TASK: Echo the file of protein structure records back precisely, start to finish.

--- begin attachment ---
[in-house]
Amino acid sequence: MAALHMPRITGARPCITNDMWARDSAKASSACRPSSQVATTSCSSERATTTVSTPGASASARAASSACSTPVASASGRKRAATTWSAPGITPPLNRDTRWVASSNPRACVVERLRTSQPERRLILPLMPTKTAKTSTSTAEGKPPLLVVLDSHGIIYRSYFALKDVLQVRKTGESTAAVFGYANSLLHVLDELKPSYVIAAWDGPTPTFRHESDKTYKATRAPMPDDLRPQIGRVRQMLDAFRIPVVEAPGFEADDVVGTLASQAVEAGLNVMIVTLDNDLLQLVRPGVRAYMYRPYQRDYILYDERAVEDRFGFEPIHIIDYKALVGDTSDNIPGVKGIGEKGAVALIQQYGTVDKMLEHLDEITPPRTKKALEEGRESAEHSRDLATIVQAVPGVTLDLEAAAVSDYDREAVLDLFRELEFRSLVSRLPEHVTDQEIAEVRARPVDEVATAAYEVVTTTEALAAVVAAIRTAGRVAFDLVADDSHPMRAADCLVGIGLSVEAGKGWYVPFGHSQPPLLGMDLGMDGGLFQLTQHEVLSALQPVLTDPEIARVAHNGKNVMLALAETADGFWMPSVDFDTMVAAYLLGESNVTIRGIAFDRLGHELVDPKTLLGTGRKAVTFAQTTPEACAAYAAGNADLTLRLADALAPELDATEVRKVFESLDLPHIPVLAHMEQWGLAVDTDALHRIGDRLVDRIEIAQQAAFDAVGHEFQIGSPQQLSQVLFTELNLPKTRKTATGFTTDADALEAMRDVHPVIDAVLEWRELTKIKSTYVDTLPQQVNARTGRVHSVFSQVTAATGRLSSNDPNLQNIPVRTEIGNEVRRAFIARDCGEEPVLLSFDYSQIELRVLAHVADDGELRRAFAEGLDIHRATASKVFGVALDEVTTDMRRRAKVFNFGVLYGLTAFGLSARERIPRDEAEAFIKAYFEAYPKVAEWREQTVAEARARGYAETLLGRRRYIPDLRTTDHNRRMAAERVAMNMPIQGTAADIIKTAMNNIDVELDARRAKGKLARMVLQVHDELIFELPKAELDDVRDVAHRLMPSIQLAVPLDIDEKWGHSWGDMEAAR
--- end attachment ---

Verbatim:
[in-house]
Amino acid sequence: MAALHMPRITGARPCITNDMWARDSAKASSACRPSSQVATTSCSSERATTTVSTPGASASARAASSACSTPVASASGRKRAATTWSAPGITPPLNRDTRWVASSNPRACVVERLRTSQPERRLILPLMPTKTAKTSTSTAEGKPPLLVVLDSHGIIYRSYFALKDVLQVRKTGESTAAVFGYANSLLHVLDELKPSYVIAAWDGPTPTFRHESDKTYKATRAPMPDDLRPQIGRVRQMLDAFRIPVVEAPGFEADDVVGTLASQAVEAGLNVMIVTLDNDLLQLVRPGVRAYMYRPYQRDYILYDERAVEDRFGFEPIHIIDYKALVGDTSDNIPGVKGIGEKGAVALIQQYGTVDKMLEHLDEITPPRTKKALEEGRESAEHSRDLATIVQAVPGVTLDLEAAAVSDYDREAVLDLFRELEFRSLVSRLPEHVTDQEIAEVRARPVDEVATAAYEVVTTTEALAAVVAAIRTAGRVAFDLVADDSHPMRAADCLVGIGLSVEAGKGWYVPFGHSQPPLLGMDLGMDGGLFQLTQHEVLSALQPVLTDPEIARVAHNGKNVMLALAETADGFWMPSVDFDTMVAAYLLGESNVTIRGIAFDRLGHELVDPKTLLGTGRKAVTFAQTTPEACAAYAAGNADLTLRLADALAPELDATEVRKVFESLDLPHIPVLAHMEQWGLAVDTDALHRIGDRLVDRIEIAQQAAFDAVGHEFQIGSPQQLSQVLFTELNLPKTRKTATGFTTDADALEAMRDVHPVIDAVLEWRELTKIKSTYVDTLPQQVNARTGRVHSVFSQVTAATGRLSSNDPNLQNIPVRTEIGNEVRRAFIARDCGEEPVLLSFDYSQIELRVLAHVADDGELRRAFAEGLDIHRATASKVFGVALDEVTTDMRRRAKVFNFGVLYGLTAFGLSARERIPRDEAEAFIKAYFEAYPKVAEWREQTVAEARARGYAETLLGRRRYIPDLRTTDHNRRMAAERVAMNMPIQGTAADIIKTAMNNIDVELDARRAKGKLARMVLQVHDELIFELPKAELDDVRDVAHRLMPSIQLAVPLDIDEKWGHSWGDMEAAR